Background: Tiotropium and long-acting beta(2)-agonists (LABAs) are both accepted in the routine management for people with stable chronic obstructive pulmonary disease (COPD). There are new studies which have compared tiotropium with LABAs, including some that have evaluated recently introduced LABAs.
Objectives: To compare the relative clinical effects of tiotropium bromide alone versus LABA alone, upon measures of quality of life, exacerbations, lung function and serious adverse events, in people with stable COPD.To critically appraise and summarise current evidence on the costs and cost-effectiveness associated with tiotropium compared to LABA in people with COPD.
Search methods: We identified randomised controlled trials (RCTs) from the Cochrane Airways Group Specialised Register of trials and economic evaluations from searching NHS EED and HEED (date of last search February 2012). We found additional trials from web-based clinical trial registers.
Selection criteria: We included RCTs and full economic evaluations if they compared effects of tiotropium alone with LABAs alone in people with COPD. We allowed co-administration of standard COPD therapy.
Data collection and analysis: Two review authors independently assessed studies for inclusion, then extracted data on study quality and outcomes. We contacted study authors and trial sponsors for additional information. We analysed data using the Cochrane Review Manager(RevMan 5.1) software.
Main results: Seven clinical studies totalling 12,223 participants with COPD were included in the review. The studies used similar designs and were generally of good methodological quality. Inclusion criteria for RCTs were similar across the included studies, although studies varied in terms of smoking history and COPD severity of participants. They compared tiotropium (which was delivered by HandiHaler in all studies) with salmeterol (four studies, 8936 participants), formoterol (one study, 431 participants) and indacaterol (two studies, 2856 participants). All participants were instructed to discontinue anticholinergic or long-acting beta(2)-agonist bronchodilators during treatment, but could receive inhaled corticosteroids (ICS) at a stable dose. Study duration ranged from 3 to 12 months. We extracted data for 11,223 participants. In general, the treatment groups were well matched at baseline. Overall, the risk of bias across the included RCTs was low.In the analysis of the primary outcomes in this review, a high level of heterogeneity amongst studies meant that we did not pool data for St George's Respiratory Questionnaire quality of life score. Subgroup analyses based on the type of LABA found statistically significant differences among effects on quality of life depending on whether tiotropium was compared with salmeterol, formoterol or indacaterol. Tiotropium reduced the number of participants experiencing one or more exacerbations compared with LABA (odds ratio (OR) 0.86; 95% confidence interval (CI) 0.79 to 0.93). For this outcome, there was no difference seen among the different types of LABA. There was no statistical difference in mortality observed between the treatment groups.For secondary outcomes, tiotropium was associated with a reduction in the number of COPD exacerbations leading to hospitalisation compared with LABA treatment (OR 0.87; 95% 0.77 to 0.99), but not in the overall rate of all-cause hospitalisations. There was no statistically significant difference in forced expiratory volume in one second (FEV(1)) or symptom score between tiotropium and LABA-treated participants. There was a lower rate of non-fatal serious adverse events recorded with tiotropium compared with LABA (OR 0.88; 95% CI 0.78 to 0.99). The tiotropium group was also associated with a lower rate of study withdrawals (OR 0.89; 95% CI 0.81 to 0.99).We identified six full economic evaluations assessing the cost and cost-effectiveness of tiotropium and salmeterol. The studies were based on an economic model or empirical analysis of clinical data from RCTs. They all looked at maintenance costs and the costs for COPD exacerbations, including respiratory medications and hospitalisations. The setting for the evaluations was primary and secondary care in the UK, Greece, Netherlands, Spain and USA. All the studies estimated tiotropium to be superior to salmeterol based on better clinical outcomes (exacerbations or quality of life) and/or lower total costs. However, the authors of all evaluations reported there was substantial uncertainty around the results.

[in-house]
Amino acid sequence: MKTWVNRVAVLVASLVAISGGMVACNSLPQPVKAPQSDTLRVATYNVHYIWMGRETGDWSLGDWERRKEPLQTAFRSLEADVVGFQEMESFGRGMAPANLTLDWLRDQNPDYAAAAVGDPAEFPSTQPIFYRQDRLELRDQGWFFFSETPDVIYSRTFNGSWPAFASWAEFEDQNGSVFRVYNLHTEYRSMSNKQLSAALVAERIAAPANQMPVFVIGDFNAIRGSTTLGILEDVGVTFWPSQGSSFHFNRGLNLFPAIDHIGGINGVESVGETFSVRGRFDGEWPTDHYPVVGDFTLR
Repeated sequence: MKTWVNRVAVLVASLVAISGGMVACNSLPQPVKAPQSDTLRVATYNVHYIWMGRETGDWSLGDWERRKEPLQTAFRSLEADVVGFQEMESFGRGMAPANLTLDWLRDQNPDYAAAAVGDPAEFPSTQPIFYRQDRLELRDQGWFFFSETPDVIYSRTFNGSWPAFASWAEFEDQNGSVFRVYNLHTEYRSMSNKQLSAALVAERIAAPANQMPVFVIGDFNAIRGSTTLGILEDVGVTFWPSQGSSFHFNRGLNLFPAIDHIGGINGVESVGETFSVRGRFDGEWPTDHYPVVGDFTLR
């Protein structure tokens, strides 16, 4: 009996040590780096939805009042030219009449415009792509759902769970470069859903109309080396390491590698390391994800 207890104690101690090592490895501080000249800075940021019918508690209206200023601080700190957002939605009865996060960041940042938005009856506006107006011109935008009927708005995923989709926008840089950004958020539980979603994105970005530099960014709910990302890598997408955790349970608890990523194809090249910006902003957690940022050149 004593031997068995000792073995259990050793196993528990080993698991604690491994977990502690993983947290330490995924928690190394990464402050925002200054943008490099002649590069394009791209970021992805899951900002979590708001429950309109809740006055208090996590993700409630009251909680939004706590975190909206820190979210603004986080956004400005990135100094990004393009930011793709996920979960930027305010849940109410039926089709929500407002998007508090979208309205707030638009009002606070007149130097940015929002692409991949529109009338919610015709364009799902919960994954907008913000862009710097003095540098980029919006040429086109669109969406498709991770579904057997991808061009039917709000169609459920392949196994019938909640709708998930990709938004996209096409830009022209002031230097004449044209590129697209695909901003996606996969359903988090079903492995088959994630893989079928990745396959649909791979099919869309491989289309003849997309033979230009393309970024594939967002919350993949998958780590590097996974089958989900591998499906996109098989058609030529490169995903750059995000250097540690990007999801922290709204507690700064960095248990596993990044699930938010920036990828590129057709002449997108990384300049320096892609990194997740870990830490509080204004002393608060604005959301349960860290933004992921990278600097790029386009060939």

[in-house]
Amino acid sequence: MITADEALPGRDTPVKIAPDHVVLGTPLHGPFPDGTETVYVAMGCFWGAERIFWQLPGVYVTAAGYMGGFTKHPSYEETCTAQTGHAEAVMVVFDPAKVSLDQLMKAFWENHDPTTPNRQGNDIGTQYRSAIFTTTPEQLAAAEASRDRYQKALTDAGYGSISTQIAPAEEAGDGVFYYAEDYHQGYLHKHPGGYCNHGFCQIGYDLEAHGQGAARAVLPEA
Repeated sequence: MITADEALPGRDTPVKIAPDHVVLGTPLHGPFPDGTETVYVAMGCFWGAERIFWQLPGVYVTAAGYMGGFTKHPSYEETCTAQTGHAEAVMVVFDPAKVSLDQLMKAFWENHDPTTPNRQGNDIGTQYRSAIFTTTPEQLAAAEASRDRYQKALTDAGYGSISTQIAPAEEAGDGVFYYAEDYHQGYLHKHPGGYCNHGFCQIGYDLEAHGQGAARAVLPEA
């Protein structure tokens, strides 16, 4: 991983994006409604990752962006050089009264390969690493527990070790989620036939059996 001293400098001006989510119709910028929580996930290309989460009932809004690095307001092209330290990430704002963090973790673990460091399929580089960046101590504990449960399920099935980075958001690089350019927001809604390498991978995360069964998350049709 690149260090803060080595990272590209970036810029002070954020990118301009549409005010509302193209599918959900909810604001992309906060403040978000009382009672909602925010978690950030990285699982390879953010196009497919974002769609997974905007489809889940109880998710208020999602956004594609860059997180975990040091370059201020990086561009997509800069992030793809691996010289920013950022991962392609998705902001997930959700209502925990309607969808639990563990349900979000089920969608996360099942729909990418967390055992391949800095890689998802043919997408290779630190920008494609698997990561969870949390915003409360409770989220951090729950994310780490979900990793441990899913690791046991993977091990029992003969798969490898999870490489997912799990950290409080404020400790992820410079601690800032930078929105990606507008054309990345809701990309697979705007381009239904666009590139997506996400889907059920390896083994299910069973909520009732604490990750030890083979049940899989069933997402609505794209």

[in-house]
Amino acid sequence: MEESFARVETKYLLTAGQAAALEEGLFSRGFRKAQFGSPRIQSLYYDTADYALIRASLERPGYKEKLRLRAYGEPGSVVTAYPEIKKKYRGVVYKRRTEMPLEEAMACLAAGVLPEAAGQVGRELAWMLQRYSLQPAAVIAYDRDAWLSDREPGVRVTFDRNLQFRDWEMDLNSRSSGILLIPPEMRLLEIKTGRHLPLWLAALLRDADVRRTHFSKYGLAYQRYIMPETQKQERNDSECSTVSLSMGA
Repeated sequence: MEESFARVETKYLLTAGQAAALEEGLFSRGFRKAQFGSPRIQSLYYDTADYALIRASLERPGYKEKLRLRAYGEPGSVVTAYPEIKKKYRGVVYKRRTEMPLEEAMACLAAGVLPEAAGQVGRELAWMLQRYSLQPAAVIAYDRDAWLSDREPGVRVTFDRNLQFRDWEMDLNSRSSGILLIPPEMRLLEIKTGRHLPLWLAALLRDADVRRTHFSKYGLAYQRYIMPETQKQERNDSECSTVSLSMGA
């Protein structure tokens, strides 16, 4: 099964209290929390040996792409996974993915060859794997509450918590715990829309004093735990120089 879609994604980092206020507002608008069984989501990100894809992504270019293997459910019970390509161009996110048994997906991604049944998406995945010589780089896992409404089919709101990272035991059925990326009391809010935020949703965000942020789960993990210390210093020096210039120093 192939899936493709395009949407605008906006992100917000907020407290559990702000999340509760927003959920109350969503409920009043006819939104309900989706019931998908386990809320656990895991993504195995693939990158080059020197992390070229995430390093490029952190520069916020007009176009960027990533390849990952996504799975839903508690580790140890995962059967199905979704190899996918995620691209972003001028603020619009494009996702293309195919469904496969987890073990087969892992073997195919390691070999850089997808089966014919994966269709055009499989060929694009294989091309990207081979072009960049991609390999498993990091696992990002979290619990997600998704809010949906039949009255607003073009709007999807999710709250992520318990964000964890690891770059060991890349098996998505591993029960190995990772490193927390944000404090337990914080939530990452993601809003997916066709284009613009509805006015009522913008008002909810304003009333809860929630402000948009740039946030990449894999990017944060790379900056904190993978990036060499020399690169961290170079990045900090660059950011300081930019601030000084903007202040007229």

Authors' conclusions: In people with COPD, the evidence is equivocal as to whether or not tiotropium offers greater benefit than LABAs in improving quality of life; however, this is complicated by differences in effect among the LABA types. Tiotropium was more effective than LABAs as a group in preventing COPD exacerbations and disease-related hospitalisations, although there were no statistical differences between groups in overall hospitalisation rates or mortality during the study periods. There were fewer serious adverse events and study withdrawals recorded with tiotropium compared with LABAs. Symptom improvement and changes in lung function were similar between the treatment groups. Given the small number of studies to date, with high levels of heterogeneity among them, one approach may be to give a COPD patient a substantial trial of tiotropium, followed by a LABA (or vice versa), then to continue prescribing the long-acting bronchodilator that the patient prefers. Further studies are needed to compare tiotropium with different LABAs, which are currently ongoing. The available economic evidence indicates that tiotropium may be cost-effective compared with salmeterol in several specific settings, but there is considerable uncertainty around this finding.